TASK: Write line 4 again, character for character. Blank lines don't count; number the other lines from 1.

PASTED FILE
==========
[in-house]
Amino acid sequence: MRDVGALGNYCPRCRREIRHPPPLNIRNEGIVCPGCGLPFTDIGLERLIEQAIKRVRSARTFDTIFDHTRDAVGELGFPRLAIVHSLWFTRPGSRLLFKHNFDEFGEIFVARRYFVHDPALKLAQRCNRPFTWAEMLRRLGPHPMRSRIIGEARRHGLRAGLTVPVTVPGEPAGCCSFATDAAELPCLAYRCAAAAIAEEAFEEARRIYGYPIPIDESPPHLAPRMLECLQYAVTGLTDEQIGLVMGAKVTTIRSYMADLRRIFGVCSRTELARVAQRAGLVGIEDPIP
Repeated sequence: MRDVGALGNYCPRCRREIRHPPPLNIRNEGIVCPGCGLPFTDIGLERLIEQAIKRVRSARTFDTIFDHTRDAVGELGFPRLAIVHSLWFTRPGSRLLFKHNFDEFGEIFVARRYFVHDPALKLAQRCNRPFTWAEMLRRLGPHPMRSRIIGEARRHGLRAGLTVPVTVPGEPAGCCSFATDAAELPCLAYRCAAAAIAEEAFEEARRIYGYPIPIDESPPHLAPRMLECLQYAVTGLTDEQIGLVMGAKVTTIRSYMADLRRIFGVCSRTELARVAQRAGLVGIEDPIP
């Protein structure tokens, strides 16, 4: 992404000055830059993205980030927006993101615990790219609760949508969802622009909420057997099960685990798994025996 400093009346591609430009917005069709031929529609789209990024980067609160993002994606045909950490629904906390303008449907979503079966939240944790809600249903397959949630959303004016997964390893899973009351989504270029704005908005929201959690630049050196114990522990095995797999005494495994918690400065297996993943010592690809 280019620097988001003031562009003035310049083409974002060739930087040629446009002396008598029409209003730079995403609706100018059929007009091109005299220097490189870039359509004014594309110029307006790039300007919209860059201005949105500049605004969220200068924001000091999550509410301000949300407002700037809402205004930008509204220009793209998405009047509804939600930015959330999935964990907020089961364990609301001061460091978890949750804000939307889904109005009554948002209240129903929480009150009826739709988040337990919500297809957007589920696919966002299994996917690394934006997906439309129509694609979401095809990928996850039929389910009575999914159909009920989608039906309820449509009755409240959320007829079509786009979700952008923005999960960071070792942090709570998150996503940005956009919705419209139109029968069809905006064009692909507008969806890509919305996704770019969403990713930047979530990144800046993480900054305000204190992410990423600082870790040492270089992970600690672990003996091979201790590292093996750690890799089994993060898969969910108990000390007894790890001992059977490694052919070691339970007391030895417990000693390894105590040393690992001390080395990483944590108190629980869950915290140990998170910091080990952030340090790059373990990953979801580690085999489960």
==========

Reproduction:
């Protein structure tokens, strides 16, 4: 992404000055830059993205980030927006993101615990790219609760949508969802622009909420057997099960685990798994025996 400093009346591609430009917005069709031929529609789209990024980067609160993002994606045909950490629904906390303008449907979503079966939240944790809600249903397959949630959303004016997964390893899973009351989504270029704005908005929201959690630049050196114990522990095995797999005494495994918690400065297996993943010592690809 280019620097988001003031562009003035310049083409974002060739930087040629446009002396008598029409209003730079995403609706100018059929007009091109005299220097490189870039359509004014594309110029307006790039300007919209860059201005949105500049605004969220200068924001000091999550509410301000949300407002700037809402205004930008509204220009793209998405009047509804939600930015959330999935964990907020089961364990609301001061460091978890949750804000939307889904109005009554948002209240129903929480009150009826739709988040337990919500297809957007589920696919966002299994996917690394934006997906439309129509694609979401095809990928996850039929389910009575999914159909009920989608039906309820449509009755409240959320007829079509786009979700952008923005999960960071070792942090709570998150996503940005956009919705419209139109029968069809905006064009692909507008969806890509919305996704770019969403990713930047979530990144800046993480900054305000204190992410990423600082870790040492270089992970600690672990003996091979201790590292093996750690890799089994993060898969969910108990000390007894790890001992059977490694052919070691339970007391030895417990000693390894105590040393690992001390080395990483944590108190629980869950915290140990998170910091080990952030340090790059373990990953979801580690085999489960």